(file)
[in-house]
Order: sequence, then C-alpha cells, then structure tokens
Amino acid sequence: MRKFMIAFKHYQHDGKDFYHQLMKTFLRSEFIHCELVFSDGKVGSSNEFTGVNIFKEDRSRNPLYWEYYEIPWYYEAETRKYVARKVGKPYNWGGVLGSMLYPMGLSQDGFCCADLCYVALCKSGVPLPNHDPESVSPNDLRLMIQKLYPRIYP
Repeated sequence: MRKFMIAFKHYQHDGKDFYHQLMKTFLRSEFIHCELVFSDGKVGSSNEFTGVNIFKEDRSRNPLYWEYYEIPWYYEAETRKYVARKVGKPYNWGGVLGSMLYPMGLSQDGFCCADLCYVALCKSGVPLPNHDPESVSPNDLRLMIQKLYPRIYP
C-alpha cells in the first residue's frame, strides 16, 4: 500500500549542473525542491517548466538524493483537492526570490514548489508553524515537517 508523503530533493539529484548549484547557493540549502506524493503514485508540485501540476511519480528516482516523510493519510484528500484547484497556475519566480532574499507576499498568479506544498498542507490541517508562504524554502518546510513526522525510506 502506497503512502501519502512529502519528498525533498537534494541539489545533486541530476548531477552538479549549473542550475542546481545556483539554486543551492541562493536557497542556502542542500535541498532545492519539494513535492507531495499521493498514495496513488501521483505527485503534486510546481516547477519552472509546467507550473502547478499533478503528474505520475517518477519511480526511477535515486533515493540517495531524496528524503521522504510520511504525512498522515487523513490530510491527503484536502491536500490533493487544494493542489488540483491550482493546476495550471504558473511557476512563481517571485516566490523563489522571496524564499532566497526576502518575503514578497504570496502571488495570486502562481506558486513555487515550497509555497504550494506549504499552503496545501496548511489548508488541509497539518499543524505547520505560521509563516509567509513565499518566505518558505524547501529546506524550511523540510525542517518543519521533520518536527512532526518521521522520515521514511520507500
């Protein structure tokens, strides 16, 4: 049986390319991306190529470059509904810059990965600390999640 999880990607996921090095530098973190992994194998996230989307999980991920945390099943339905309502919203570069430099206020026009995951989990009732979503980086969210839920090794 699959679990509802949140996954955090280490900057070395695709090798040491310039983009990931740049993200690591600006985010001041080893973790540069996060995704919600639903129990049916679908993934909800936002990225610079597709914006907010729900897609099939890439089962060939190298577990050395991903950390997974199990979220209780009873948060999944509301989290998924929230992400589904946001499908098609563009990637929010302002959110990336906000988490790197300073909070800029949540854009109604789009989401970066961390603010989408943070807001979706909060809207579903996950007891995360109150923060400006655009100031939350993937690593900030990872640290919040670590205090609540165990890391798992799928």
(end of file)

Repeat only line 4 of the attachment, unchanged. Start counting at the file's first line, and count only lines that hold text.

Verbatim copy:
Repeated sequence: MRKFMIAFKHYQHDGKDFYHQLMKTFLRSEFIHCELVFSDGKVGSSNEFTGVNIFKEDRSRNPLYWEYYEIPWYYEAETRKYVARKVGKPYNWGGVLGSMLYPMGLSQDGFCCADLCYVALCKSGVPLPNHDPESVSPNDLRLMIQKLYPRIYP